As protestors continue to stand their ground in Maidan Square, Ukraine, Our Lady of Refuge parish, Flatbush, will host a benefit concert in solidarity with those fighting for independence and government accountability.
Andriy Zinchuk decided to organize the event as a way to bring diversity to the New York efforts in support of his home country. Although various artistic efforts have taken place in the European country and around the world, demonstrations in New York have been mostly limited to rallies.
The Maidan Benefit Concert is meant to bring artistic expression to the struggle for freedom, Zinchuk said. It will also allow people, who may not be able to go to the streets to demonstrate, a way to support Ukrainian freedom. Proceeds will benefit those who are protesting in Maidan Square.
“What’s needed even more than the money is the knowledge that people outside of Ukraine are offering their moral support,” said the American-born priest of Ukrainian heritage.
He said the people of Ukraine have been struggling for freedom for centuries and have many obstacles standing in their way. Knowing that people all around the world are supporting them and praying for them helps them stay true in their resolve.
“In a situation like this, when your country is surrounded by military, it’s easy to start panicking and fleeing,” said Irena Portenko, pianist, who will perform at the concert.
Portenko, who was born in Ukraine, said she still speaks with friends, family and professional colleagues in her native land. However, she has not heard of anyone trying to flee the country.
“I’m actually very proud … I know they are working right now and life is going on as normal,” she said. “It tells me they are stronger than any pressure that can be created around them.”
Zinchuk said he is relying on the Ukrainian people’s resolve to keep a sense of normalcy in their lives. He is a businessman and as such wants stability to prevail to allow the potential of economic growth.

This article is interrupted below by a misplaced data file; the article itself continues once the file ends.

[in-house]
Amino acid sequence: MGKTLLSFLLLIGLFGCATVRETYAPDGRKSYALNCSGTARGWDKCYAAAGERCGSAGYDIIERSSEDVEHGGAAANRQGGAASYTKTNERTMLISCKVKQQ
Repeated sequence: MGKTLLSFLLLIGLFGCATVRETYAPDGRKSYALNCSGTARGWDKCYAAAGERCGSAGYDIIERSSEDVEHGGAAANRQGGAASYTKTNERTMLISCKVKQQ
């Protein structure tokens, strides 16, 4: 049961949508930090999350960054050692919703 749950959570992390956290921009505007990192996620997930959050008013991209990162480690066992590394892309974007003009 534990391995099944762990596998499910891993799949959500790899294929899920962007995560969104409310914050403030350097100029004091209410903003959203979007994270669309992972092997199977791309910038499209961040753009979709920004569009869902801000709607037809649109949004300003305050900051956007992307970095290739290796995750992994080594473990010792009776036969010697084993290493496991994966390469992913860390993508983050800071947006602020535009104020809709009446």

The 25-year-old entrepreneur is a partner in the Kiev, Ukraine-based company A7 GROUP. He has been in the business sector since the age of 16 and has recently earned a master’s in business administration on a scholarship from the U.S. Dept. of State.
The concert is his final way of contributing to the fight for the freedom of Ukraine before he returns to his home country to personally join in the struggle.
“I will be home by Easter,” he said joyfully.
People Have Been Awakened
Although he is looking forward to his homecoming, Zinchuk admits he does not know exactly what is waiting for him and how the country has changed. He said people are more awakened.
The Orange Revolution helped establish a sense of nationalism in Ukraine, he said.
The largely non-violent 2004 Orange Revolution also took place in Maidan Square. It was said to have been a movement in opposition to Russian influence.
The popular uprising was organized in part online and through text messaging in support of Viktor Yushchenko, who was reported to have lost the 2004 presidential election to Prime Minister Viktor Yanukovych.